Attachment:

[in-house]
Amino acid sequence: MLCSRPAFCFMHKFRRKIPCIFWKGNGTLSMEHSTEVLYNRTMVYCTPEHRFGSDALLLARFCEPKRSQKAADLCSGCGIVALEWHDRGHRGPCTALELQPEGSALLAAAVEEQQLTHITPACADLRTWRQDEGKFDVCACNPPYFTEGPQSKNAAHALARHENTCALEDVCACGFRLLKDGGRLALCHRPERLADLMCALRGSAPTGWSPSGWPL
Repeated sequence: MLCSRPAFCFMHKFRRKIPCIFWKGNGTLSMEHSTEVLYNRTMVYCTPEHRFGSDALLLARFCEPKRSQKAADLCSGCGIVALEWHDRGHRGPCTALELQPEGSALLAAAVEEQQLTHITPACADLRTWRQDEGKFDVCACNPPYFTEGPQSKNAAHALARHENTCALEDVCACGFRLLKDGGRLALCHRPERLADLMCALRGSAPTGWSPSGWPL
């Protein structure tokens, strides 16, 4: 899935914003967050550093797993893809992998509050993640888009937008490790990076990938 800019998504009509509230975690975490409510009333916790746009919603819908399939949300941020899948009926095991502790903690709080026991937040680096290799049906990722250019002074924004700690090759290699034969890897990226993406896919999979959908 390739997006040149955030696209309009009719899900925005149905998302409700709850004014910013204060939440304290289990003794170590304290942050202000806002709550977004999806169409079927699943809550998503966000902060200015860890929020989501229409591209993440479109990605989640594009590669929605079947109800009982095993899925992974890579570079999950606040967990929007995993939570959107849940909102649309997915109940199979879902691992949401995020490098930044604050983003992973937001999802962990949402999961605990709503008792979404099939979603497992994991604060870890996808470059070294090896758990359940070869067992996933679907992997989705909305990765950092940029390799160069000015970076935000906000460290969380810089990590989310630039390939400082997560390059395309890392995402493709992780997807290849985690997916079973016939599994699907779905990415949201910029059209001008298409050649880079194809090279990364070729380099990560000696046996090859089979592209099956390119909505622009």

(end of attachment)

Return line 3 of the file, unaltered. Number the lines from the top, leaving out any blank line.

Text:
Repeated sequence: MLCSRPAFCFMHKFRRKIPCIFWKGNGTLSMEHSTEVLYNRTMVYCTPEHRFGSDALLLARFCEPKRSQKAADLCSGCGIVALEWHDRGHRGPCTALELQPEGSALLAAAVEEQQLTHITPACADLRTWRQDEGKFDVCACNPPYFTEGPQSKNAAHALARHENTCALEDVCACGFRLLKDGGRLALCHRPERLADLMCALRGSAPTGWSPSGWPL